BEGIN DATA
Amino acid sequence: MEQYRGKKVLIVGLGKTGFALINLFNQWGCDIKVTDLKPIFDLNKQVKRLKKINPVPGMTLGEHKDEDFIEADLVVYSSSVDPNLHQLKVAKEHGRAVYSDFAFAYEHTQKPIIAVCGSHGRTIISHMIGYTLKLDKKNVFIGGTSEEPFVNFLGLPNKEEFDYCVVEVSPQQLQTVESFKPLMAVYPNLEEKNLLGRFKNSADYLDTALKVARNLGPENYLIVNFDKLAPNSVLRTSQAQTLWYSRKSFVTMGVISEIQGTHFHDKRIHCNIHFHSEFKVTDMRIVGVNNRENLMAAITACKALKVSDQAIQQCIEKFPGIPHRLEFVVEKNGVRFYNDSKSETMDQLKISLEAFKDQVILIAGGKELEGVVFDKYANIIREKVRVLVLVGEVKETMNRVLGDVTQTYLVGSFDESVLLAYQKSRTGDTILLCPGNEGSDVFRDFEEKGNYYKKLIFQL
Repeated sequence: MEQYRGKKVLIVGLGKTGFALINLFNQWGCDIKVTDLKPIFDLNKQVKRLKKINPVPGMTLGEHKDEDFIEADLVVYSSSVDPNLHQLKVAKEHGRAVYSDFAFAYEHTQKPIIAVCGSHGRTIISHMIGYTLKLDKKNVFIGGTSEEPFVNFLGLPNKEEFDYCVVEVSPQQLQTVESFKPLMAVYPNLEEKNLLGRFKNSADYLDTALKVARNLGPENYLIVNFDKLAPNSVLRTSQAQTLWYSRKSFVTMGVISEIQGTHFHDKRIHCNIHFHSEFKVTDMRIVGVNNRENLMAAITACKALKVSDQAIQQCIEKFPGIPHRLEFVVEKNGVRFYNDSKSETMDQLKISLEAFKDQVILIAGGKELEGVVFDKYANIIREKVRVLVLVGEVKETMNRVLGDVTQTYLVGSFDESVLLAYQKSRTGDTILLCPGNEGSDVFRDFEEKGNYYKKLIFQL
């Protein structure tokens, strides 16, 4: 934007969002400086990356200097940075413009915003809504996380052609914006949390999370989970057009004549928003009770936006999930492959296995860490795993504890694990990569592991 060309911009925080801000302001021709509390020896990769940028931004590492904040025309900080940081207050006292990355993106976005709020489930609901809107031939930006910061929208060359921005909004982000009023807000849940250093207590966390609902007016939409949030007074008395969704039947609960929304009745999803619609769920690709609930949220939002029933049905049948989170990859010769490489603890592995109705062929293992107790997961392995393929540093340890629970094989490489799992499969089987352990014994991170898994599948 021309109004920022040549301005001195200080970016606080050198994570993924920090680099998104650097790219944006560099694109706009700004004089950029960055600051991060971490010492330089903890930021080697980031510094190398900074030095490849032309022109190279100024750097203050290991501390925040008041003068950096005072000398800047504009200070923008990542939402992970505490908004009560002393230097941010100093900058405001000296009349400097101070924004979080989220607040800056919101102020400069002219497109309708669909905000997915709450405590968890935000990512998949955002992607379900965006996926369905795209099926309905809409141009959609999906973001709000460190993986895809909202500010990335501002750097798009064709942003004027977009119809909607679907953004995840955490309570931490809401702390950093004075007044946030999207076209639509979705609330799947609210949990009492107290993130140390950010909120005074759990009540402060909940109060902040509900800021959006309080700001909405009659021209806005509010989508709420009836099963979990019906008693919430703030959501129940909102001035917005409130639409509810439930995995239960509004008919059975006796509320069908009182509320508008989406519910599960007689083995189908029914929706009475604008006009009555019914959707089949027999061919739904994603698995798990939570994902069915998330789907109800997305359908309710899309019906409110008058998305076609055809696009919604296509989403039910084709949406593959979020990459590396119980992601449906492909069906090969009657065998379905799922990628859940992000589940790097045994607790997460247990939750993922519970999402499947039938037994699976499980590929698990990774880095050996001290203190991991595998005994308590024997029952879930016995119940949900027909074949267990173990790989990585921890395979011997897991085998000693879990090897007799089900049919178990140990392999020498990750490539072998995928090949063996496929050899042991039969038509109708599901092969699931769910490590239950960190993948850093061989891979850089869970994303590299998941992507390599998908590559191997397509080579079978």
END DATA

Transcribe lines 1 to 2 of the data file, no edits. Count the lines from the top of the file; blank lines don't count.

Amino acid sequence: MEQYRGKKVLIVGLGKTGFALINLFNQWGCDIKVTDLKPIFDLNKQVKRLKKINPVPGMTLGEHKDEDFIEADLVVYSSSVDPNLHQLKVAKEHGRAVYSDFAFAYEHTQKPIIAVCGSHGRTIISHMIGYTLKLDKKNVFIGGTSEEPFVNFLGLPNKEEFDYCVVEVSPQQLQTVESFKPLMAVYPNLEEKNLLGRFKNSADYLDTALKVARNLGPENYLIVNFDKLAPNSVLRTSQAQTLWYSRKSFVTMGVISEIQGTHFHDKRIHCNIHFHSEFKVTDMRIVGVNNRENLMAAITACKALKVSDQAIQQCIEKFPGIPHRLEFVVEKNGVRFYNDSKSETMDQLKISLEAFKDQVILIAGGKELEGVVFDKYANIIREKVRVLVLVGEVKETMNRVLGDVTQTYLVGSFDESVLLAYQKSRTGDTILLCPGNEGSDVFRDFEEKGNYYKKLIFQL
Repeated sequence: MEQYRGKKVLIVGLGKTGFALINLFNQWGCDIKVTDLKPIFDLNKQVKRLKKINPVPGMTLGEHKDEDFIEADLVVYSSSVDPNLHQLKVAKEHGRAVYSDFAFAYEHTQKPIIAVCGSHGRTIISHMIGYTLKLDKKNVFIGGTSEEPFVNFLGLPNKEEFDYCVVEVSPQQLQTVESFKPLMAVYPNLEEKNLLGRFKNSADYLDTALKVARNLGPENYLIVNFDKLAPNSVLRTSQAQTLWYSRKSFVTMGVISEIQGTHFHDKRIHCNIHFHSEFKVTDMRIVGVNNRENLMAAITACKALKVSDQAIQQCIEKFPGIPHRLEFVVEKNGVRFYNDSKSETMDQLKISLEAFKDQVILIAGGKELEGVVFDKYANIIREKVRVLVLVGEVKETMNRVLGDVTQTYLVGSFDESVLLAYQKSRTGDTILLCPGNEGSDVFRDFEEKGNYYKKLIFQL